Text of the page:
College Koronadal prevails in location and accreditation. Even though Green Valley
College Foundation, Inc. has the lowest score, they also have relative strengths in
their location and linkages and industry partners against its competitors.

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Green Valley College Foundation, Inc. should create strategies according to


their strengths and weaknesses and improve their ratings in the most significant
areas of their institution
Table. 5 The Quantitative Strategic Planning Matrix

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In Table 5, three alternatives strategies- Adapt Automated Information System,


Offer additional CHED and TESDA Courses and Increase faculty and staff benefits
are being considered by Green Valley College Foundation Inc. Note by sum total
attractiveness scores of 3.81, 3.20 versus 3.19 that the analysis indicates they should
adapt the automated information system. Considering that Green Valley College is
currently a heterogeneous system, adaptation of automated system would create a
domino effect in terms of capturing data management deficiencies that may prevent
GVCFI from taking advantage of valuable product information. Through automated
information system, GVCFI will be able to reduce cost by reducing labor force. It also
provides aide in schools administration from behavior and achievement, planning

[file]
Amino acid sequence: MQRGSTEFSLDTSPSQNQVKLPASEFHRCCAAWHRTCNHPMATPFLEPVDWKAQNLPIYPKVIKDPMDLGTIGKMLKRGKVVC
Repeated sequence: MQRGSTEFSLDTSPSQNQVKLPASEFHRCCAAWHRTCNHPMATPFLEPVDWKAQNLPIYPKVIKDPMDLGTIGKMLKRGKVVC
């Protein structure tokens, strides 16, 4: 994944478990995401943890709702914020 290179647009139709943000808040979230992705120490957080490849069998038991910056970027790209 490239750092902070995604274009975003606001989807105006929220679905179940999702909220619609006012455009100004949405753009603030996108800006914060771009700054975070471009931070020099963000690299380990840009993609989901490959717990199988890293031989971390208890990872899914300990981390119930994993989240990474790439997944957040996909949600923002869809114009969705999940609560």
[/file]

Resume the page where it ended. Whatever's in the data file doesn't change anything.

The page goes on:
curriculum and lesson structures, educational learning plans, managing registration
and admissions, and providing teachers, parents and pupils access to all information.

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III. Monitoring and Control


Balanced Scorecard
OBJECTIVES

INITIATIVES

FINANCIAL PERSPECTIVE
1. Achieve enrollment target
2. Increase income from tuition and
miscellaneous fees
3. Reduce operating cost

4. Maximize the use of Information


Technology

Provide flyers, tarpaulins, etc. to


encourage more students to enroll
Intensify marketing strategies (schoolto-school campaign, media
advertisements)
Promote paperless transactions and
cost cutting procedures. Effective and
efficient use of facilities.
Adapt an automated information
system (Student Information System,
Human Resource Information System,
Accounting Information System, etc.)

CUSTOMER PERSPECTIVE
1. Improve relationship among GVCFI
alumni

Elect new sets of alumni officers


yearly
Conduct periodic alumni homecoming
gatherings
Put up database system to include
GVCFI Alumni
2. Promote stronger parent-teacher